World Cup security guards from Pak, India languish in Qatar jail following dispute over unpaid wages

Pete Pattisson / The Guardian

Sapan News Four months after their arrest and five months after the FIFA World Cup final, two security guards from Pakistan and one from India remain detained in Qatar over a dispute involving unpaid wages. According to a report in The Guardian, the three guards have been sentenced to six months in prison and fined 10,000 riyals each.

The findings, first highlighted by the human rights group Equidem, come as a shock as FIFA had campaigned for better workers’ rights in the Gulf state and promised to respect their dignity. Qatar is yet to comment on the matter.

The three men were among hundreds of security guards employed by Stark Security Services, a local private security company. They had been deployed at key sites throughout the World Cup but were laid off in the days after the final, with months still left on their contracts. According to their contracts, the guards were to receive a monthly salary of 2,700 riyals for working seven days a week, besides food and accommodation. The contract read: “Notice period: six months post date of joining.” Under Qatar’s labour laws in 2020, employers and workers can end contracts early, but they must give one month’s notice.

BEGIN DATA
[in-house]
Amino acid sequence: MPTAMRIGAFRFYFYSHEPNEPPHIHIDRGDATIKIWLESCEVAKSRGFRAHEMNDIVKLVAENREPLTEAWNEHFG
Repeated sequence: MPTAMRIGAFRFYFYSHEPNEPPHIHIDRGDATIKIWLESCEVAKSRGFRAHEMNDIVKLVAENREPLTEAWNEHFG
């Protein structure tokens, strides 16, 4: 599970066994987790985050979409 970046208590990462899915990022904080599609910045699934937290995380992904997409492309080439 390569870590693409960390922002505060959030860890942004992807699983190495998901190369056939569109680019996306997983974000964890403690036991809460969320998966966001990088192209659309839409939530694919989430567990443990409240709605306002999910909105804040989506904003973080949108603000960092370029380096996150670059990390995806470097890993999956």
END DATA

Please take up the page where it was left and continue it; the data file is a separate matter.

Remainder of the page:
The guards, who come from different parts of the world besides Southasia, including Ghana and Kenya, allege that they were let go before their contracts ended without any compensation or notice leaving them homeless. They also allege that the security company ordered the labour camp to stop serving them food. When they tried to register their protests outside Stark Security’s offices on January 23, they were taken to a detention centre by the police and later deported. Only the three detained men continue to remain in Qatar, while the rest have been forced back to their home countries. The situation is more distressing for the workers because many of them took heavy loans to reach Qatar for the FIFA World Cup.

“We went to Qatar to earn money and make a better life for our family, but the company and authorities cheated us. We felt so helpless,” said a fired security guard from Pakistan.

Qatar employed tens of thousands of workers to prepare and execute the most prestigious event in the football world. However, there have been multiple reports of labour rights violations and ill-treatment of workers employed for the occasion.

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